The South African Fuchsia Society - Founded in 1972


 On the 13th November 1972, various fuchsia enthusiasts met at Helené Goligorsky’s home in Gillits (Kwa Zulu Natal) and The South African Fuchsia Society was formed with Helené elected as Chairman. She also took on the responsibility for producing the bi-monthly newsletter.

Information about the formation of the new society was forwarded to many publications and by 1974, three new fuchsia societies were formed. These were the Natal Fuchsia Society, the Midlands Fuchsia Society and the Transvaal Fuchsia Society; they were all affiliated to SAFS and membership countrywide totaled 144.

During the 1980s, the Dundee, Howfu (Howick), King Williamstown, Port Elizabeth and Western Cape societies were founded. The Western Cape Fuchsia Society held its first show in Kirstenbosch at the end of November 1984.

In the 1990s, Kempton Park and Imbali societies in Gauteng opened their doors and in the 2000s, they were followed by Alberton, Swingtime and Fourways, also in Gauteng.

SAFS celebrated its 25th Anniversary in 1997, with a display at the Keith Kirsten nursery in Fourways. To celebrate the occasion, a fuchsia was named in honour of Helené Goligorsky – she asked that it be called Helené G; this was a gesture she always treasured.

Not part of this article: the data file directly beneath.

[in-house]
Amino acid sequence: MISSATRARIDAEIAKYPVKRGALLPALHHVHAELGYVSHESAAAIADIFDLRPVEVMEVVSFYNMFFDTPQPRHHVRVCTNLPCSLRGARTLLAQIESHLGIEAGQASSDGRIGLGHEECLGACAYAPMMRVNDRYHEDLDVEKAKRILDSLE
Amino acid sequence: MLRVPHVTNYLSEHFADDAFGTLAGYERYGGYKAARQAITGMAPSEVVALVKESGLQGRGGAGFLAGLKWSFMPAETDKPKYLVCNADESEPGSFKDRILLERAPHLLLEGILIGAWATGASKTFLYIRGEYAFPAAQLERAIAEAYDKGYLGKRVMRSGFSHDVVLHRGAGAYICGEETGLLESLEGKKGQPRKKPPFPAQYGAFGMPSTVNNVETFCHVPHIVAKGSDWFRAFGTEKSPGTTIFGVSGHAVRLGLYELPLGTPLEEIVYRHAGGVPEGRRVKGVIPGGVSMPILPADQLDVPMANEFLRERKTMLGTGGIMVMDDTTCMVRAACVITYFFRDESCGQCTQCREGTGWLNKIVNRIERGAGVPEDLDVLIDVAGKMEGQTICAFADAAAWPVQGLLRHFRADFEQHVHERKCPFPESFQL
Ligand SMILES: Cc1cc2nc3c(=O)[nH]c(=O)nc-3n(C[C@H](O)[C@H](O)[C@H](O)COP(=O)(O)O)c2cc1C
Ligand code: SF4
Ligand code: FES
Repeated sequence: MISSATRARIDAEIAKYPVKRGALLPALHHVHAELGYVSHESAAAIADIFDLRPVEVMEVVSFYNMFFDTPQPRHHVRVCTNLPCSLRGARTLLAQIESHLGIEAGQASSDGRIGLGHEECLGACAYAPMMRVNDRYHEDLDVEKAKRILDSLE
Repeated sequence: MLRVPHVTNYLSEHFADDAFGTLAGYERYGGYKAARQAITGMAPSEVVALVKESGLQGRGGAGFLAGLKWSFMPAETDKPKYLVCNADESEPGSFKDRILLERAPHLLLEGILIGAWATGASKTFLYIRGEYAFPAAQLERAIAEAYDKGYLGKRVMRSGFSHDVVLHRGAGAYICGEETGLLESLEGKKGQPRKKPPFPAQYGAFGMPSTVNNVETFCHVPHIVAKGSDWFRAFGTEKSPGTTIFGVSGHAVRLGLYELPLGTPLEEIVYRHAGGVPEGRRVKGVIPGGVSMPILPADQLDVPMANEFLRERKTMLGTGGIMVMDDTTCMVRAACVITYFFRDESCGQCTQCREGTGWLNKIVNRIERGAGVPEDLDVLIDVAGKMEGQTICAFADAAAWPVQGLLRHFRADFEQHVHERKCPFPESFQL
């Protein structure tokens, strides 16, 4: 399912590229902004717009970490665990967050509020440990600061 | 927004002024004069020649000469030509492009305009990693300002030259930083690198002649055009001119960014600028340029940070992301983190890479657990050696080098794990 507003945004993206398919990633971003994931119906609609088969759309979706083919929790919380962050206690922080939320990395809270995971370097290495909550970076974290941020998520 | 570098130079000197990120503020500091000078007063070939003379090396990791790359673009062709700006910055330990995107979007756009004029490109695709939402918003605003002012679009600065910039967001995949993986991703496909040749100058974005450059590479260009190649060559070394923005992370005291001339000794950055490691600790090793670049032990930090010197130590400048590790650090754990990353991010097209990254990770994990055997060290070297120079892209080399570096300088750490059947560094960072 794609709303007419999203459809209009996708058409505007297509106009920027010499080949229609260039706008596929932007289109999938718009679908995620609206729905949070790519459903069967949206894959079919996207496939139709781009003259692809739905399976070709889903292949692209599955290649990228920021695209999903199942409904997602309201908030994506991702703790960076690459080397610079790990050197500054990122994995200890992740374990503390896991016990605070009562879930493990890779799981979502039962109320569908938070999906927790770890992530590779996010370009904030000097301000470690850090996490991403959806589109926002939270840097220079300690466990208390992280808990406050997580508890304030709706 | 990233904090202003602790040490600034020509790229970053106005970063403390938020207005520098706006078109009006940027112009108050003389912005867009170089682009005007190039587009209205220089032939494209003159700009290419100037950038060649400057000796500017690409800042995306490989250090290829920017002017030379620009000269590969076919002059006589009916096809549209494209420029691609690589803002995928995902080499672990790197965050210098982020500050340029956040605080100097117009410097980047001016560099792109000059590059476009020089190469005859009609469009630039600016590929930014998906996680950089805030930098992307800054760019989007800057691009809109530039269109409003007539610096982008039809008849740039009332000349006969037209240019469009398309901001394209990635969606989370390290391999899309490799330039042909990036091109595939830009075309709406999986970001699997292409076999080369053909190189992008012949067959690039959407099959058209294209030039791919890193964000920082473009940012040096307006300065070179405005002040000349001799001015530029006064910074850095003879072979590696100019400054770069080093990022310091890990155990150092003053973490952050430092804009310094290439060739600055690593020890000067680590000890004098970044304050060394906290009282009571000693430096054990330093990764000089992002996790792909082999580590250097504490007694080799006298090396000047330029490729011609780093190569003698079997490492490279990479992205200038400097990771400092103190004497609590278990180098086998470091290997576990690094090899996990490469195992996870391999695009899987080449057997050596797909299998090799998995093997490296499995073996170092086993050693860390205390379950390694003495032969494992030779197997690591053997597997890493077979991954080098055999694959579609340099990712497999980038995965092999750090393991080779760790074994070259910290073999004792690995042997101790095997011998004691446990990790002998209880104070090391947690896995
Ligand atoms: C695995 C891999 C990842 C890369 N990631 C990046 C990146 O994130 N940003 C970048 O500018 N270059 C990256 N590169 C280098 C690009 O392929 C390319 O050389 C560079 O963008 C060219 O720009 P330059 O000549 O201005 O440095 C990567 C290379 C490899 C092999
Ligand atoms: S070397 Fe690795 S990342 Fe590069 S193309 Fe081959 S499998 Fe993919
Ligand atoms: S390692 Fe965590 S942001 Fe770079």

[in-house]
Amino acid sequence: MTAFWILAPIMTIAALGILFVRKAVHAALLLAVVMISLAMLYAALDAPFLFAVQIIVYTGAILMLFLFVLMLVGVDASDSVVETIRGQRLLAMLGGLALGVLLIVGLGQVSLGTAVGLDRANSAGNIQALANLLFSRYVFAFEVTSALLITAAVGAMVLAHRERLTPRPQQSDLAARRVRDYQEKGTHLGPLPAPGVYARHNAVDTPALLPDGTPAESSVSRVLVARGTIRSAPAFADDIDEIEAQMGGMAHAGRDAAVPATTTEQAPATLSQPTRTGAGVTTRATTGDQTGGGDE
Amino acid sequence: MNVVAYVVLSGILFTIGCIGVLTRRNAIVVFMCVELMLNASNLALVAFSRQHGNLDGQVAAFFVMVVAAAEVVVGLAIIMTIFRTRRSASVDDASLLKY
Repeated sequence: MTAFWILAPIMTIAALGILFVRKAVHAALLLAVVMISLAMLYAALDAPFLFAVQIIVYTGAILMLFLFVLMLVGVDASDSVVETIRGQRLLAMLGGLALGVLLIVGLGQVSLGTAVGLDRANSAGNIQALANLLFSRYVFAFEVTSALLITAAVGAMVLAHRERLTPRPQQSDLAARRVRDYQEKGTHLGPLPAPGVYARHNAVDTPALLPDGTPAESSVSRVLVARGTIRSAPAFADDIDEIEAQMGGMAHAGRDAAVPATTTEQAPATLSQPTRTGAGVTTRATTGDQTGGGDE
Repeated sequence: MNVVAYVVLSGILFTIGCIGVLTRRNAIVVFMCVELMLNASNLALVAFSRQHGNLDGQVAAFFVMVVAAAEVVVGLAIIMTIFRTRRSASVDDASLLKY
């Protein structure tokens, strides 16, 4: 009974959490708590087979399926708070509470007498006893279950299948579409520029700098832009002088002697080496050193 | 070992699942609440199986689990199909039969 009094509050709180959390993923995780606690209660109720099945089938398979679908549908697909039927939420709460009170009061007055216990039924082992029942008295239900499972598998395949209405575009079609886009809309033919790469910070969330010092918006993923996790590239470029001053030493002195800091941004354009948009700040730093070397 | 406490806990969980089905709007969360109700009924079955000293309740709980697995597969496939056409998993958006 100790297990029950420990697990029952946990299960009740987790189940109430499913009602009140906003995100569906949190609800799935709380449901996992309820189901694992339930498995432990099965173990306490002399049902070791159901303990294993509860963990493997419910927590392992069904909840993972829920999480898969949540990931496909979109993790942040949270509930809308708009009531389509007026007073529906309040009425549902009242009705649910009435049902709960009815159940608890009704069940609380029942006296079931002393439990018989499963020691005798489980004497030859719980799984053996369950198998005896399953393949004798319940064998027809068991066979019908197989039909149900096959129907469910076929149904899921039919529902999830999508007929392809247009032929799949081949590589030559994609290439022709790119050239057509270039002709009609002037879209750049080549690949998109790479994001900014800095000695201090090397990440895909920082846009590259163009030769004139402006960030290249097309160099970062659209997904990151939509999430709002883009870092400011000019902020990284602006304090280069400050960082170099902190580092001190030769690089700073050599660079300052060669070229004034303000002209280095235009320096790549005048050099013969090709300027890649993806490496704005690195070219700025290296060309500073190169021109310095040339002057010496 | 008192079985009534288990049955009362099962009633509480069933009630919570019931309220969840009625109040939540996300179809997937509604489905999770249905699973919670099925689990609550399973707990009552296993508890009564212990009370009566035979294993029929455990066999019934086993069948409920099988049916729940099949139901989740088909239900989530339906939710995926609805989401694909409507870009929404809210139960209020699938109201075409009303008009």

In 1995, John Atkinson, an approved judge of the British Fuchsia Society, ran a judges’ course in Gaugeng. The next course took place in 2007 at the Lady Beth Nursery in Fourways and again in Cape Town in 2011. In both these instances, it was presented jointly by Jan Wiggelinkhuizen from the Western Cape Society and Beth Middleton of the Fourways Club.

Unfortunately in recent years, in line with gardening generally, there has been a significant drop in interest in fuchsias and, sadly, we are now left with only two societies in South Africa: The Western Cape Fuchsia Society in Cape Town and the Fourways Fuchsia Club in Gauteng .

Current Situation

As of February 2018, the SAFS ceased to exist. However, both the Western Cape Fuchsia Society (in Cape Town) and the Fourways Fuchsia Club (in Johannesburg) continue to thrive and welcome new members.  Both these organisations are active the fields of encouraging people to grow fuchsias and are concentrating on keeping a good, strong healthy stock of plants which will be with us for years to come.  Both “clubs” would like to increase their membership and invite new members to join them.  Contact details can be found in the clubs' pages.